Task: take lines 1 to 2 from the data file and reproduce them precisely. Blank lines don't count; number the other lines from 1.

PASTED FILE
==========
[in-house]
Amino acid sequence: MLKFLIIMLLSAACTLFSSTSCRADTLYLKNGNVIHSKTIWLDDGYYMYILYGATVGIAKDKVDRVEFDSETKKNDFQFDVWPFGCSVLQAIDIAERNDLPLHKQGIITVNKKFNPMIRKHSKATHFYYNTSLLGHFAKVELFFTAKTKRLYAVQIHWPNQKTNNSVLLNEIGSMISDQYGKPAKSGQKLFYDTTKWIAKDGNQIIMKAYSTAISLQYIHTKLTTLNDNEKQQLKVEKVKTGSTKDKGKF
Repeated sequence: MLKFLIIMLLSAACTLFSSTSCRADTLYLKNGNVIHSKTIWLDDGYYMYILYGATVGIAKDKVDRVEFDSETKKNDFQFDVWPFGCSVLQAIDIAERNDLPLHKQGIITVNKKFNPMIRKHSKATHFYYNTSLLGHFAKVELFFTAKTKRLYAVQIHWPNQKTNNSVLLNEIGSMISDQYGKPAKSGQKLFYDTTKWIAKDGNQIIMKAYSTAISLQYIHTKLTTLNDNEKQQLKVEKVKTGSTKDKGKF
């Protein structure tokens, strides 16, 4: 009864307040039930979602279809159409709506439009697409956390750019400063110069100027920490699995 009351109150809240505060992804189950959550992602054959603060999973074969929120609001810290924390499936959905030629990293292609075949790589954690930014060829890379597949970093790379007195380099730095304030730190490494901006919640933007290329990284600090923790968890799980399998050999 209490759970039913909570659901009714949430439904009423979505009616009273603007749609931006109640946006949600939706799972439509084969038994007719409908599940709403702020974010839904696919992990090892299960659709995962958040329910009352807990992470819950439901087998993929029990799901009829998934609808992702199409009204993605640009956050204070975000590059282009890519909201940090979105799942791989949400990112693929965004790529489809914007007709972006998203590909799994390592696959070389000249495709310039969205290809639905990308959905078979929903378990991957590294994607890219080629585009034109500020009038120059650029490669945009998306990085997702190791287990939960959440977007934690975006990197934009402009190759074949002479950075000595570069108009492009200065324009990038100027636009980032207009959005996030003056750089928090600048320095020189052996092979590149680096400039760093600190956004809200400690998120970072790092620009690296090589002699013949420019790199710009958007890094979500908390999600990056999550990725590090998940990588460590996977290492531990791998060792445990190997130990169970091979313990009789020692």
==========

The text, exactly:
[in-house]
Amino acid sequence: MLKFLIIMLLSAACTLFSSTSCRADTLYLKNGNVIHSKTIWLDDGYYMYILYGATVGIAKDKVDRVEFDSETKKNDFQFDVWPFGCSVLQAIDIAERNDLPLHKQGIITVNKKFNPMIRKHSKATHFYYNTSLLGHFAKVELFFTAKTKRLYAVQIHWPNQKTNNSVLLNEIGSMISDQYGKPAKSGQKLFYDTTKWIAKDGNQIIMKAYSTAISLQYIHTKLTTLNDNEKQQLKVEKVKTGSTKDKGKF